A Field of Dreams: The Jackie Robinson Ballpark

Cover of the Jackie Robinson Ballpark TwHP lesson
Jackie Robinson broke the color barrier in baseball at the Jackie Robinson Ballpark in Daytona Beach, Florida

(Featured illustration courtesy Library of Congress)

Download Lesson Plan (PDF)


| Introduction
| Where it Fits Into the Curriculum (Objectives and Standards)
| Materials in the Lesson (Readings, Maps, Visual Evidence)
| Post-Lesson Activities
| More Resources
| About

Who was Jackie Robinson, what was Jim Crow, and how can a baseball stadium explain both? What role does culture play in U.S. Civil Rights?

Daytona Beach’s City Island baseball stadium is a magical place. Not as large or new as other minor league parks, but on a steamy summer night, thousands revel in its cool ocean breeze, delight in twinkling marina lights, inhale the scent of ballpark hot dogs, and jump when crack! Bat meets ball.

Yet, what makes this historic field’s baseball diamond shine brighter than any other in the United States is its heritage: it was at this place that the dream of racial equality in baseball took a great leap toward reality.

On March 17, 1946, African American rookie hitter Jackie Robinson played at City Island’s ballpark on a mixed-race team against an all-white team. This was a first in professional baseball since the 1800s. There were thousands of spectators, including nearly a thousand African American fans seated in a segregated section. Robinson smashed a barrier for sports that day and was thrust into the nation’s consciousness as a symbol of Jim Crow’s demise.

Robinson went on to become Rookie of the Year in 1947 and a World Series player in 1955. He starred as himself in the dramatized version of his life, The Jackie Robinson Story (1950), played ball for 11 years, and became a Civil Rights era activist. He worked for that cause until his early death in 1972. In the 1990s, the ballpark was renamed in his honor and listed on the National Register of Historic Places.

Where it Fits into the Curriculum

This lesson can be used in U.S. history, social studies, and other curricula that examine African American history and civil rights in the United States following World War II.

Time Period: Mid-20th Century, Civil Rights Era


1. To describe the effects of Jim Crow and explain how African Americans were discriminated against in the early 20th Century;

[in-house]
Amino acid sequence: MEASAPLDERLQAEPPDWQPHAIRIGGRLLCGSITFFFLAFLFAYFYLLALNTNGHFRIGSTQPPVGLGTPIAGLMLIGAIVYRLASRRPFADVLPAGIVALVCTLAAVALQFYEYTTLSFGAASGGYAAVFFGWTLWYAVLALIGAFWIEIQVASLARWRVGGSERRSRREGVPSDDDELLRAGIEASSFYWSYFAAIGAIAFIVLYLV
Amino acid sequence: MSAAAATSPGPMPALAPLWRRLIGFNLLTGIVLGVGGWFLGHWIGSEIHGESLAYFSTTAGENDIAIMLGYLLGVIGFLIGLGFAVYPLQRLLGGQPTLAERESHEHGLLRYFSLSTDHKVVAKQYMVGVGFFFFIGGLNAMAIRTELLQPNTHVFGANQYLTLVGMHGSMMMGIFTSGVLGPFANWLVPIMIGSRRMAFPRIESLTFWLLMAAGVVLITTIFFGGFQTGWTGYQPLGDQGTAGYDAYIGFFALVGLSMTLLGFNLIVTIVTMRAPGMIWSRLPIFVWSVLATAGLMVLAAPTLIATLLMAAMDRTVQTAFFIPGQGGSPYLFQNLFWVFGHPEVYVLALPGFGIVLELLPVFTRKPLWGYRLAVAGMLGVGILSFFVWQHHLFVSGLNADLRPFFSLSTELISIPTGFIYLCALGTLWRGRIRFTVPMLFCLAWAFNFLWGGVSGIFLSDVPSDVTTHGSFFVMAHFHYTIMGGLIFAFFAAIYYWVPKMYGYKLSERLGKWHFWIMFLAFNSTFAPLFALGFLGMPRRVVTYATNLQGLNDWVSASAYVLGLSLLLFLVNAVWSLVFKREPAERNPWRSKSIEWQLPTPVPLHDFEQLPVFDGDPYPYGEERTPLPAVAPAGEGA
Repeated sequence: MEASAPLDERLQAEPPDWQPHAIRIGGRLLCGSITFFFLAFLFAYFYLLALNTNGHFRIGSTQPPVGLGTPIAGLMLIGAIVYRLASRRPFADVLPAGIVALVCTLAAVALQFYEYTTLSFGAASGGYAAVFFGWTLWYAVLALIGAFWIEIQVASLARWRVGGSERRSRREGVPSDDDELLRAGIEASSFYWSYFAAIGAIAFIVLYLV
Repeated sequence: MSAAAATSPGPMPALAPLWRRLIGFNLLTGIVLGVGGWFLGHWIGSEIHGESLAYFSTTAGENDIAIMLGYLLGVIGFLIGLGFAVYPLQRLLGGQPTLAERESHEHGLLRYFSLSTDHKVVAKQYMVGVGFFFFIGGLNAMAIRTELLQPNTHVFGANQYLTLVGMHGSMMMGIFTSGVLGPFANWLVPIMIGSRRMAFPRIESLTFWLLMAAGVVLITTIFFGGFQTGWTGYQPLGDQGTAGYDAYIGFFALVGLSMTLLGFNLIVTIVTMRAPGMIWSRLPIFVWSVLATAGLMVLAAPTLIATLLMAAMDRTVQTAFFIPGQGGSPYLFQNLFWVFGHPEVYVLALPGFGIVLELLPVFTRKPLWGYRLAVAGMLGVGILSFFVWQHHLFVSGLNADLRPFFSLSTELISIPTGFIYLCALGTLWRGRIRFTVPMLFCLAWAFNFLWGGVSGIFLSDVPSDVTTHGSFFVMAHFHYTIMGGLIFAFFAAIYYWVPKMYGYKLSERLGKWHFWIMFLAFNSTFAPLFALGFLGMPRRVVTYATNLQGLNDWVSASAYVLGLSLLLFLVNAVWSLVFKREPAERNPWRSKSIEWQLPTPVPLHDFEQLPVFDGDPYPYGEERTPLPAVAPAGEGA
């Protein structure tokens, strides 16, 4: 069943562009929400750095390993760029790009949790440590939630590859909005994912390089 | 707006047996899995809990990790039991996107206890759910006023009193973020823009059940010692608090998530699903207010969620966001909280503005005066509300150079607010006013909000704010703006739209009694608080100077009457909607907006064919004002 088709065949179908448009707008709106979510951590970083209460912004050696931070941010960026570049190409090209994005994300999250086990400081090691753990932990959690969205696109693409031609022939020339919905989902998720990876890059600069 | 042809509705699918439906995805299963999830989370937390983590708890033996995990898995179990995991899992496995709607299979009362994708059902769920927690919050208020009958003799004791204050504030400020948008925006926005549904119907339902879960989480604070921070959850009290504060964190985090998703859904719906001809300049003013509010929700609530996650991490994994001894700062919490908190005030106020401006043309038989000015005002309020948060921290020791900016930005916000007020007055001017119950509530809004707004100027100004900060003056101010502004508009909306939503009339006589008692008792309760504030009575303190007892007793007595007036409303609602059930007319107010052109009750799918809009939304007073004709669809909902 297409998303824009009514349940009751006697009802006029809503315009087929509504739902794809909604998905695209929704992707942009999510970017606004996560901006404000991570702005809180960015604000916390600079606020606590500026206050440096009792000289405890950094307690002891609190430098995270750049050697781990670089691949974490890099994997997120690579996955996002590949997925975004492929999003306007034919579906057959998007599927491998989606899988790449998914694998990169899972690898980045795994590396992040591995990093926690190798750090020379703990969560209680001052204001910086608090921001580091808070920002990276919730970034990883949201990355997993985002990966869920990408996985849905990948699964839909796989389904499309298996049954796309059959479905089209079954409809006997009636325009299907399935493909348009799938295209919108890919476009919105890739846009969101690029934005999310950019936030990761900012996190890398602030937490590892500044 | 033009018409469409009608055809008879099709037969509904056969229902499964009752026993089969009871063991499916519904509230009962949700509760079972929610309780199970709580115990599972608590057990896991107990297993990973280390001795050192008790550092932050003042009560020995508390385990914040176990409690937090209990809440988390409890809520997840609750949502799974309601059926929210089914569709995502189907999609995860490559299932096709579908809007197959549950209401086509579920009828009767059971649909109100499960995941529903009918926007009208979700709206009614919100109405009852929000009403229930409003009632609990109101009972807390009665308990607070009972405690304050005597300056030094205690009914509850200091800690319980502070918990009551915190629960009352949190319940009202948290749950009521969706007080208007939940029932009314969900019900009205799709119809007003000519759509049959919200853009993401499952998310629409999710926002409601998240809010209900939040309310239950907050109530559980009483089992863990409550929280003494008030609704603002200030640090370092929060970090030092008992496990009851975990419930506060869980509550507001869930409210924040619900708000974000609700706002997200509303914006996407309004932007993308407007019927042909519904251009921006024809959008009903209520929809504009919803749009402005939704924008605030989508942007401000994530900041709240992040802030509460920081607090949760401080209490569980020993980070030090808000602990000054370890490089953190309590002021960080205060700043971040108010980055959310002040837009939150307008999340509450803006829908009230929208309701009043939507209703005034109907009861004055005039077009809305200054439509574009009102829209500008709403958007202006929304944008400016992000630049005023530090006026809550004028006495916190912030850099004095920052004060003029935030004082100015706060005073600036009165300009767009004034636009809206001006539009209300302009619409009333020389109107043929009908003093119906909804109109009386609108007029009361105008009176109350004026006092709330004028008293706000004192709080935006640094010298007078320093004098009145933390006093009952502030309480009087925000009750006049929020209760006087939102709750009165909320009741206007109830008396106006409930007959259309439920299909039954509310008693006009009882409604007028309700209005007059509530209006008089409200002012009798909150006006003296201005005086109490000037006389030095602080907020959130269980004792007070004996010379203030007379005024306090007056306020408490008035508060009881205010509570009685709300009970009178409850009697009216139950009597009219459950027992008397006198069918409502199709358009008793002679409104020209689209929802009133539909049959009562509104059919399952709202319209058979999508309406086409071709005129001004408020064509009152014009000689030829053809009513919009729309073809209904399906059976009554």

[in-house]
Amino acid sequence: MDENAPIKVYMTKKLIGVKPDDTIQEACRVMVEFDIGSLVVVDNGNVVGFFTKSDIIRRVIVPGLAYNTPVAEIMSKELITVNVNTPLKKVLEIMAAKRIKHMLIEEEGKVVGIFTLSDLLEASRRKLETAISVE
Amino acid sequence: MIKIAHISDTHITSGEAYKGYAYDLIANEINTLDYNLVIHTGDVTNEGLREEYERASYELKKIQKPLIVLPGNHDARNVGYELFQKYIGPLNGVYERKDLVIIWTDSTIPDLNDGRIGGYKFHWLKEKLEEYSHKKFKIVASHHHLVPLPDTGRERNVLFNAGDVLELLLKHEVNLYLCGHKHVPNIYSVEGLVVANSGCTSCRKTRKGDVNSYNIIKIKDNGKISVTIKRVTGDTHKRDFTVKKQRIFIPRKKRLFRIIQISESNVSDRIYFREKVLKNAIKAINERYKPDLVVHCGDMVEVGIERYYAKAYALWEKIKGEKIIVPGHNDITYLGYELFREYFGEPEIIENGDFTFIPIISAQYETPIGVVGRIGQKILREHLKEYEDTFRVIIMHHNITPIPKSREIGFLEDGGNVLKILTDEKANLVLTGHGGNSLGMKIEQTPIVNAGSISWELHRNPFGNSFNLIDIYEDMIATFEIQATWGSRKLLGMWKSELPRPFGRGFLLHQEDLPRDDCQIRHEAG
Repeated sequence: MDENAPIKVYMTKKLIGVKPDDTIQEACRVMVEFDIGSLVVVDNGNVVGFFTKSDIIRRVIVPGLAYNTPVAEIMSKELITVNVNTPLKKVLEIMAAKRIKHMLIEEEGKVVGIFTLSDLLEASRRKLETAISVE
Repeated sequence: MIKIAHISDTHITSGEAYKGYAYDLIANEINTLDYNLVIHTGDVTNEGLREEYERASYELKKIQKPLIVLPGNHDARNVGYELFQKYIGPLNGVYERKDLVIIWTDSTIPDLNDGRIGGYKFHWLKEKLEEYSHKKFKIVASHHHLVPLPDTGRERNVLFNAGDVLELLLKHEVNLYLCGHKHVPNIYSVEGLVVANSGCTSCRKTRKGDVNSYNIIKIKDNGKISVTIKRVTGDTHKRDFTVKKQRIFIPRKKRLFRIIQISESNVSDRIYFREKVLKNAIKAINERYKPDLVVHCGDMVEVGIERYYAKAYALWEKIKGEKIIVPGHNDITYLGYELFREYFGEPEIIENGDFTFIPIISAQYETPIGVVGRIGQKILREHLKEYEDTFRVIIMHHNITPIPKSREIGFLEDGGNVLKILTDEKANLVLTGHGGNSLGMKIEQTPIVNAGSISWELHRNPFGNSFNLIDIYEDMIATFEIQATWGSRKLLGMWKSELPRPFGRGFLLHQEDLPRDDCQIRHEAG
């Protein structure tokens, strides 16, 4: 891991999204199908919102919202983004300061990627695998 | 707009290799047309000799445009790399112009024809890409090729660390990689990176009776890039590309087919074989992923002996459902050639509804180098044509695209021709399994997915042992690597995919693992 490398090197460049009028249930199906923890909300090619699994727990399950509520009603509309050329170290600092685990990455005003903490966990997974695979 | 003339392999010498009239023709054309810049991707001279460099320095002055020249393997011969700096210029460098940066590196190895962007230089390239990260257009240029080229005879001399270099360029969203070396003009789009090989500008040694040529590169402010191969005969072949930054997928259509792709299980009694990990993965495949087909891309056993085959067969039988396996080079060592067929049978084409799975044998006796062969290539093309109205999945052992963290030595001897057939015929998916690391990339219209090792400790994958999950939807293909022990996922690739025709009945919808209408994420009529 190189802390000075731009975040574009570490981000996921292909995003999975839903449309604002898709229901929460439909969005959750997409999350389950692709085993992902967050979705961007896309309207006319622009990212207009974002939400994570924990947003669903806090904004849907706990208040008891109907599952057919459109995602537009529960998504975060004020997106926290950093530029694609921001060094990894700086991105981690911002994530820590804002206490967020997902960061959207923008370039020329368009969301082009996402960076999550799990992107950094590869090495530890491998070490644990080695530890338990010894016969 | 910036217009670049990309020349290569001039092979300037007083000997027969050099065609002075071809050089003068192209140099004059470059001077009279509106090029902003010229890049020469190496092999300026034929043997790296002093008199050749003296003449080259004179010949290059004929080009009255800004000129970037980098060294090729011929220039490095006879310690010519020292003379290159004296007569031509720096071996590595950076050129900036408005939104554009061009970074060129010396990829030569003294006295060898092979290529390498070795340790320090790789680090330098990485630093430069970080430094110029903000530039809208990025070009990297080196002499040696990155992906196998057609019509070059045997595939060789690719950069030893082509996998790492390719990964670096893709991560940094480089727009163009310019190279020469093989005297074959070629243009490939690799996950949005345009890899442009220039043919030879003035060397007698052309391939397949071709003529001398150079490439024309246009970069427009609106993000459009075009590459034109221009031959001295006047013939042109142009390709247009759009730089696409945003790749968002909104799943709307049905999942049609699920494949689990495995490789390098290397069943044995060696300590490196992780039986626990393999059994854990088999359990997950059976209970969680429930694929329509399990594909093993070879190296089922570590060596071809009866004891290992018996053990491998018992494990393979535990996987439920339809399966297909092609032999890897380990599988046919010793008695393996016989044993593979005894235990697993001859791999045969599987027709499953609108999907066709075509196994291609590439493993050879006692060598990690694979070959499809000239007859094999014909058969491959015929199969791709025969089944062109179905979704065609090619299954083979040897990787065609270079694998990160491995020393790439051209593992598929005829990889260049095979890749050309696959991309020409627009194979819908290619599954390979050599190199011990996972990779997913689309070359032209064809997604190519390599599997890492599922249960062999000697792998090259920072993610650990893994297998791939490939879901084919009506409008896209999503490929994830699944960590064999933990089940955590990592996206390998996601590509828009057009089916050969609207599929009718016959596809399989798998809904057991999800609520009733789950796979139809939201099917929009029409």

2. To explain how and why segregation in Daytona Beach might be seen as less severe than in other parts of Florida;
3. To describe who Jackie Robinson was and what he accomplished;
4. To compare and contrast the treatment of Jackie Robinson in Dayton with other ballparks in segregated towns.
5. To plan and conduct a local history project related to African American history and/or Civil Rights.

National History and Social Studies Standards

This lesson relates to the UCLA National Center for History in the Schools National History Standards:

US History Era 9, Standard 4A: The student understands the “Second Reconstruction” and its advancement of civil rights.

This lesson relates to Thematic Strands from the National Council for the Social Studies' National Standards:

Theme I: Culture
• Theme II: Time, Continuity, and Change
Theme III: People, Places, and Environments
Theme IV: Individual Development and Identity
Theme V: Individuals, Groups, and Institutions
Theme VI: Power, Authority, and Governance
Theme X: Civic Ideals and Practices

See the Full Lesson (PDF) for details about how the these Standards and Themes relate to the lesson. Search our Lesson Plans by National History Standards or Lesson Plans by Social Studies Standards to identify lessons that correspond with the eras and themes you want to teach.

Materials Found in the Full Lesson

Accompanying Question Sets are paired with all materials in the Full Lesson (PDF).

• Setting the Stage: This short-essay with background information is intended for the teacher's reference, to use in a lecture or answer questions students might have during the lesson.

• Getting Started: This image and short question is intended to jump-start students' "inner historian."
Image: Lobby Card Photo, Robinson and Rickey Interview (JPG, TIF)

• Locating the Site: Maps orient the students and encourage them to think about how place affects culture and society.